QUESTION: Well, you lived through it.


QUESTION: Lots of headlines of that questioning, wondering whether or not President Obama can pivot the way your husband was able to. What do you think? Can Obama pull a Clinton?

SECRETARY CLINTON: Well, I think he can show, clearly, the leadership that the country expects from him and which he’s providing.

QUESTION: What do you think it means when they say can Obama pull a Clinton? What do you think they’re talking about?

SECRETARY CLINTON: Well, I think what they’re talking about is when you suffer the losses that both my husband did and that President Obama did in this election, how do you stay your course and your principles and do what you believe is right for the country, but present it and sell it in a way that more people will understand what you’re trying to do. When Bill made -- Bill made a lot of hard decisions for the Congress -- raising taxes to go down with the deficit, getting assault weapons off the streets, and a lot of other things that were very difficult. And people lost their seats in Congress because nobody understood exactly what this would all mean to the average voter.

Similarly, the President inherited a terrible economic situation. I think what he’s done has prevented a depression, even though I’m very worried about the fact that employment is not where it should be and the President is working hard on that. But what he has to do now is figure out ways to advance what he thinks is the right agenda for America working with a Republican House and a narrower majority of Democrats in the Senate. But I’m absolutely confident he can do that.

QUESTION: Your husband moved toward the middle.

SECRETARY CLINTON: I think that’s -- that is sort of the conventional wisdom, but I don’t think that Bill changed his principles or changed his objectives, or really reversed course in any way. I think what he did was take a very clear-eyed assessment of what was going to be possible with the Congress after the election and moved on every front that he could to get things done and I think that’s what you’ll see President Obama doing.

QUESTION: Are you worried about the Tea Partiers and others who have been elected this time around wanting to pull back internationally, wanting to not support an international agenda?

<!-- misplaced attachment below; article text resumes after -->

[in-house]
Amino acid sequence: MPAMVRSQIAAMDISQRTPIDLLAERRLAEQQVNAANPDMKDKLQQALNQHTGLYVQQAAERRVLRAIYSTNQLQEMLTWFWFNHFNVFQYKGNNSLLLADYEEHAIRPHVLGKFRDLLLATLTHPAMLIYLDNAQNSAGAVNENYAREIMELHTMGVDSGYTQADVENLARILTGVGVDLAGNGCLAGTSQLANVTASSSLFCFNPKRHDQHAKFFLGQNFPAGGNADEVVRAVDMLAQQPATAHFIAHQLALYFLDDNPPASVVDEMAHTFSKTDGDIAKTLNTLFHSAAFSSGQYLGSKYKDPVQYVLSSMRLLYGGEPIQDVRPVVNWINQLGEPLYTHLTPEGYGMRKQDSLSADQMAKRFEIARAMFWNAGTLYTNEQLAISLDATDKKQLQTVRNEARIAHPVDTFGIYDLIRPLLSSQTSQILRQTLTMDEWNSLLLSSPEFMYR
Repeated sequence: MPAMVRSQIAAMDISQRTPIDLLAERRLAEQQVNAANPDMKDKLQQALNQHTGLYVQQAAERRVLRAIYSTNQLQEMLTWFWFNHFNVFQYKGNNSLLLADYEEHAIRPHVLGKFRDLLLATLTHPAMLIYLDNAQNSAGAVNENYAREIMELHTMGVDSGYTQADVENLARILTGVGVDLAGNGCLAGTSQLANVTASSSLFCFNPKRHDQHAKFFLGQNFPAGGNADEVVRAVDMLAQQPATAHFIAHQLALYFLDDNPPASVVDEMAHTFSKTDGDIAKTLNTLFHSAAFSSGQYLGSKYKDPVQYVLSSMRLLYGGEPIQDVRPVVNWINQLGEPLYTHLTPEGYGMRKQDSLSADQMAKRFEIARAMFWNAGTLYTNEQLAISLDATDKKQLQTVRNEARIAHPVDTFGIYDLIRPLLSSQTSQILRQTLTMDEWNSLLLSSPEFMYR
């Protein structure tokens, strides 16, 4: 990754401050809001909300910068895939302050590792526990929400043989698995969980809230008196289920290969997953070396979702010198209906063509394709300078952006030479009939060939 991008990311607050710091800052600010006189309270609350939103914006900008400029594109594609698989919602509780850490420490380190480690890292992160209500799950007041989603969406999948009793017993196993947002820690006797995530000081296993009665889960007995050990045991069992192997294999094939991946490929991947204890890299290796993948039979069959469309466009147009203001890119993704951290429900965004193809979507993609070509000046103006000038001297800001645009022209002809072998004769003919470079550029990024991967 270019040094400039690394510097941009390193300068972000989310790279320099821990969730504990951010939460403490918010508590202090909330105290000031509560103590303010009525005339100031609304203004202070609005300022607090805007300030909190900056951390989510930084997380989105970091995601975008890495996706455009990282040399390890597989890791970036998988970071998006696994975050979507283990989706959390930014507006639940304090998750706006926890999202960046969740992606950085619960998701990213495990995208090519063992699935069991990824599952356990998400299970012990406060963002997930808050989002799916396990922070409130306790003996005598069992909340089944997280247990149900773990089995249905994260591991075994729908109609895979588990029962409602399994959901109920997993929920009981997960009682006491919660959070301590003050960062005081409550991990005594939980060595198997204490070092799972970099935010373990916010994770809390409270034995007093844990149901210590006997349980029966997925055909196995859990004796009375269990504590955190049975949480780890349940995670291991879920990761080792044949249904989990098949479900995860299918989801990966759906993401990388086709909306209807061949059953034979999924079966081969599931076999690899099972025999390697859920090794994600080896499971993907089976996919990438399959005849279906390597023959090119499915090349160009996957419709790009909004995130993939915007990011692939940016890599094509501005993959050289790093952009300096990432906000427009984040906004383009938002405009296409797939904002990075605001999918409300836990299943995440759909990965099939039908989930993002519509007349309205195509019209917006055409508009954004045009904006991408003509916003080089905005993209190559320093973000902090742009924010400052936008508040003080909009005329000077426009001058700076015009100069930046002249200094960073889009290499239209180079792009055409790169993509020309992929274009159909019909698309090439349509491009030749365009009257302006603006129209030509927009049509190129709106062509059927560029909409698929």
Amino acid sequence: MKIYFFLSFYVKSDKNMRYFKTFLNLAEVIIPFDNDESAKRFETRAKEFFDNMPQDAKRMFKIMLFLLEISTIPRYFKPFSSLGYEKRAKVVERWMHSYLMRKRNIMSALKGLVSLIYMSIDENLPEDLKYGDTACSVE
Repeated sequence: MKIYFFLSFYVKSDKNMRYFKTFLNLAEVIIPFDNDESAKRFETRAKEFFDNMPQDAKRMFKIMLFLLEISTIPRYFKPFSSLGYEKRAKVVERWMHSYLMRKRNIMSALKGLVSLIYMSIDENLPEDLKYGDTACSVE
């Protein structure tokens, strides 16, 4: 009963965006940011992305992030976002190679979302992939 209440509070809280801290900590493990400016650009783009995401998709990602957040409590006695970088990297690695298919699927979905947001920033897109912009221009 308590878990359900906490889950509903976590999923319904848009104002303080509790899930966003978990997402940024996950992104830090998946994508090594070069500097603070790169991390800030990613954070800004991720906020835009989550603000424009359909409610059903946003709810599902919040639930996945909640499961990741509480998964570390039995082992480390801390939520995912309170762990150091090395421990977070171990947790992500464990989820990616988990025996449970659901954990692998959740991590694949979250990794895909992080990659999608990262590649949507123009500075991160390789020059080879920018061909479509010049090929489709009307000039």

SECRETARY CLINTON: Cynthia, I don’t know, because I don’t know them. I’m going to get to know them. I’m going to work very hard in a bipartisan way to reach out and consult and I’ve already been calling some of the Republican leaders that I’ll be working with. But I think we will have to wait and see. Now, there are some people who campaigned along the lines of what you’re saying and we can always do a better job at what we’re trying to achieve on behalf of the United States. I’m open to constructive criticism. But there is no way the United States can shrink from our leadership responsibilities, give up on promoting our interests and our values around the world, fight against terrorism, stand up for human rights. The agenda that is so important to who we are as a nation, I think will continue to be supported.

QUESTION: Have you talked to Mr. Boehner?

SECRETARY CLINTON: I’ve got a call into him. I haven’t talked to him yet.

QUESTION: You’re going to work with him, though.

SECRETARY CLINTON: Absolutely. I know him. I’ve -- I was in the Senate when he was in the Congress.

QUESTION: Two years ago, you wanted to be President.


QUESTION: Did you end up with a better job do you think?

SECRETARY CLINTON: (Laughter.) Well, I ended up with a job that I love. I never would have predicted that I would have this job, but I’m very grateful for the chance to serve in this way. I’ve had a wonderful life in the public arena. It’s been beyond anything I could have imagined when I first started all those years ago. And I think that it is clear that at this moment in time the United States has to assert ourselves on the international stage in a way that wins the confidence and the trust of people around the world again and that’s what I’m trying to do.